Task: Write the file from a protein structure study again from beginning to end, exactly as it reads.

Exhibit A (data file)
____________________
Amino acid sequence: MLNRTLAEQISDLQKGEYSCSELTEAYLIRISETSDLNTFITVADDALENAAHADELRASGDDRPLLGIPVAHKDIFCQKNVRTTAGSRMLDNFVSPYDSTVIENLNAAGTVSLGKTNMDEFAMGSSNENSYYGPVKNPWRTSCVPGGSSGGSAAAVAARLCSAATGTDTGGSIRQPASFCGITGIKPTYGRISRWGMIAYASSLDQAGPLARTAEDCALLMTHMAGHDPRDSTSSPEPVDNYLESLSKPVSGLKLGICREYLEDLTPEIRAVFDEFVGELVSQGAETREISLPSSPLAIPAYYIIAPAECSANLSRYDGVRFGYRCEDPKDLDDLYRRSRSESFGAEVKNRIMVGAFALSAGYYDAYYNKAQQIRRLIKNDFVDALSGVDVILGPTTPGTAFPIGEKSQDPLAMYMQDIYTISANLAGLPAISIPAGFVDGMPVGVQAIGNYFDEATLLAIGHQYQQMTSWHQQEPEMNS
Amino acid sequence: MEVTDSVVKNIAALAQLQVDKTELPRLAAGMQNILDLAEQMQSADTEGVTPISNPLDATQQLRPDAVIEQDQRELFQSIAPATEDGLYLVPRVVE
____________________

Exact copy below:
Amino acid sequence: MLNRTLAEQISDLQKGEYSCSELTEAYLIRISETSDLNTFITVADDALENAAHADELRASGDDRPLLGIPVAHKDIFCQKNVRTTAGSRMLDNFVSPYDSTVIENLNAAGTVSLGKTNMDEFAMGSSNENSYYGPVKNPWRTSCVPGGSSGGSAAAVAARLCSAATGTDTGGSIRQPASFCGITGIKPTYGRISRWGMIAYASSLDQAGPLARTAEDCALLMTHMAGHDPRDSTSSPEPVDNYLESLSKPVSGLKLGICREYLEDLTPEIRAVFDEFVGELVSQGAETREISLPSSPLAIPAYYIIAPAECSANLSRYDGVRFGYRCEDPKDLDDLYRRSRSESFGAEVKNRIMVGAFALSAGYYDAYYNKAQQIRRLIKNDFVDALSGVDVILGPTTPGTAFPIGEKSQDPLAMYMQDIYTISANLAGLPAISIPAGFVDGMPVGVQAIGNYFDEATLLAIGHQYQQMTSWHQQEPEMNS
Amino acid sequence: MEVTDSVVKNIAALAQLQVDKTELPRLAAGMQNILDLAEQMQSADTEGVTPISNPLDATQQLRPDAVIEQDQRELFQSIAPATEDGLYLVPRVVE